The island of Penang may be developing rapidly, but Georgetown’s cycle rickshaws are a real throwback to years gone by and taking a ride in one evokes a sense of ‘old Asia’ that complements the well-preserved architecture of the heritage zone.
This is not to say, however, that the rickshaws are all strictly traditional – many of them bring the concept of ‘pimp my ride’ to a whole new level. Tinsel, plastic fruits, umbrellas and garlands of fake flowers are the norm, but you will also see soft toy collections, plastic dolls, toy soldiers and, if you are really lucky, perhaps even the all-blinging, all-dancing models with built in speakers and blaring music.
The scourge of other road users, Georgetown’s rickshaw drivers are a law unto themselves and seemingly operate within a whole different state of consciousness that is far removed from 21st century Penang. In a complete overturn of the usual road hierarchy, other vehicles always seem to give way to rickshaws, so don’t be too alarmed if your driver edges you out into a stream of moving traffic, because he has probably been doing this for years and has it down to a fine art.
In addition, many of the ageing drivers appear to think that the streets of Georgetown are no busier now than they were 40 or 50 years ago, and seem blissfully unaware that other vehicles might need to get anywhere quickly. If ever you see a line of slow-moving traffic, you can bet there’s a rickshaw at the head of it.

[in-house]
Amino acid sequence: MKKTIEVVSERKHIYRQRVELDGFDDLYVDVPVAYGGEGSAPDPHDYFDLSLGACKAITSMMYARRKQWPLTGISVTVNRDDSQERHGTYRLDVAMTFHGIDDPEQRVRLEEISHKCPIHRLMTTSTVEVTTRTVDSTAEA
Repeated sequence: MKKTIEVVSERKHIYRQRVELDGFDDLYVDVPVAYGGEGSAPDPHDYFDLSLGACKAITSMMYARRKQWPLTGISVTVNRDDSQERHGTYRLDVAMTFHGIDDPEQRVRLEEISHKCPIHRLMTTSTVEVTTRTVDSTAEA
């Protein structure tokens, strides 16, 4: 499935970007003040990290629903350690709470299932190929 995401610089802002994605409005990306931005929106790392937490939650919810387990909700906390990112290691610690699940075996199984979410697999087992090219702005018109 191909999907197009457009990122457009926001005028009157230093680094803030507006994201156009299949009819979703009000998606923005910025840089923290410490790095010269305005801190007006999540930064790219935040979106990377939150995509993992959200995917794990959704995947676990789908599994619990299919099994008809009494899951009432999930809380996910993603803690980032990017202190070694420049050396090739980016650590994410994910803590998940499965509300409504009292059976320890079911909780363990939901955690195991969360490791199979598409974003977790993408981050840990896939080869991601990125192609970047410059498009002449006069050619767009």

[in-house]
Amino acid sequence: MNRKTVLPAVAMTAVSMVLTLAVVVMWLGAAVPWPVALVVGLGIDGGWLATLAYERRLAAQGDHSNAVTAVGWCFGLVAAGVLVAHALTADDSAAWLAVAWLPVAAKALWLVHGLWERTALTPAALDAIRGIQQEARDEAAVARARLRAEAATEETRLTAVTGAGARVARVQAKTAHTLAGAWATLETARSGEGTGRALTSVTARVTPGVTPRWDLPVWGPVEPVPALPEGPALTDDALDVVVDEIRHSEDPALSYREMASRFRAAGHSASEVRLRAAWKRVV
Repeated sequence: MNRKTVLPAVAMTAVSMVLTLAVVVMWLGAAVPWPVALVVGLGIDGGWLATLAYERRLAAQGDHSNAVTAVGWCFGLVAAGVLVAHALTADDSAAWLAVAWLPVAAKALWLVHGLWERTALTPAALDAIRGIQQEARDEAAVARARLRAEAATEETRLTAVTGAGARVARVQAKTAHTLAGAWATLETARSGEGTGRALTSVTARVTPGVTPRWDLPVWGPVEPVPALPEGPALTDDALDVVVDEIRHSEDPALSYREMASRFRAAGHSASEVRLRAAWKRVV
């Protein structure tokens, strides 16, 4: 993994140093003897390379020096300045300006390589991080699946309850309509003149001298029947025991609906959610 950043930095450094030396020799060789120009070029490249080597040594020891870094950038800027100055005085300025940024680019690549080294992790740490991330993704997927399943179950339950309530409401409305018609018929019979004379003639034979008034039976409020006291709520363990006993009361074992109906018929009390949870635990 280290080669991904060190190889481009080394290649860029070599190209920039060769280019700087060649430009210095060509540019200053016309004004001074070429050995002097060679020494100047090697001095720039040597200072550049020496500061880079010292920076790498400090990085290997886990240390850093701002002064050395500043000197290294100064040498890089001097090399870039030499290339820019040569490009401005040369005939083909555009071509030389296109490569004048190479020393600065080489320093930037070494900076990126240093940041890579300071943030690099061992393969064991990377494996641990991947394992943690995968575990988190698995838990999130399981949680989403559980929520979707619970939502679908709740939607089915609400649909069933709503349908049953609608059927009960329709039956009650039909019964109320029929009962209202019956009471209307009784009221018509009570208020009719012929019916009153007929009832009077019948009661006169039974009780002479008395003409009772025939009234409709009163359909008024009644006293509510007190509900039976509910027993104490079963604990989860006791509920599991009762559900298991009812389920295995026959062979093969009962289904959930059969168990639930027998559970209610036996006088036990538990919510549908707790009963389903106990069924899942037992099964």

As a passenger, all this works to your advantage. The drivers’ unworried, unhurried approach to life means that taking a rickshaw is, without doubt, the most relaxing and sedate way of experiencing the streets of Georgetown. The slow pace gives you plenty of time to take in the sights and because someone else is doing the steering, you can concentrate on the more important business of taking photographs, or simply enjoying the view. Best of all, the rickshaws’ specially-adapted umbrellas will shield you from the blazing sun, so you can also stay relatively sweat-free.
A single journey within Georgetown should cost 10 ringgit, or slightly more if you want to go outside the immediate centre. This isn’t cheap, but it’s no more expensive than the car taxis and it is a good deal more romantic, not to mention much better for the environment.
Alternatively, you could always hire a rickshaw for the hour and take a tour of central Georgetown. This is a good way to get your bearings if you have just landed on Penang, and gives you a taster for things that you can come back and explore at greater length.
Typically, the tour takes in the Street of Harmony, the Goddess of Mercy Temple, the Kapitan Keling Mosque, the Hock Tiek Cheng Sin Clan House, the Chew Jetty, Armenian Street, Little India, the Peranakan Mansion and then around the old British Quarter, including the old Town Hall, the law courts and St George’s Church.
Of course the order of the sights depends on where you pick up your rickshaw, and you should feel free to ask other landmarks to be included. A one-hour tour for two people costs 30 ringgit, and you can pick up a lift from the large rickshaw ‘station’ on Jalan Penang, opposite the junction with Muntri Street, or else from the junction of Lebuh Armenian and Lebuh Cannon.
By Mark Thompson.
Last updated on 18th February, 2017.
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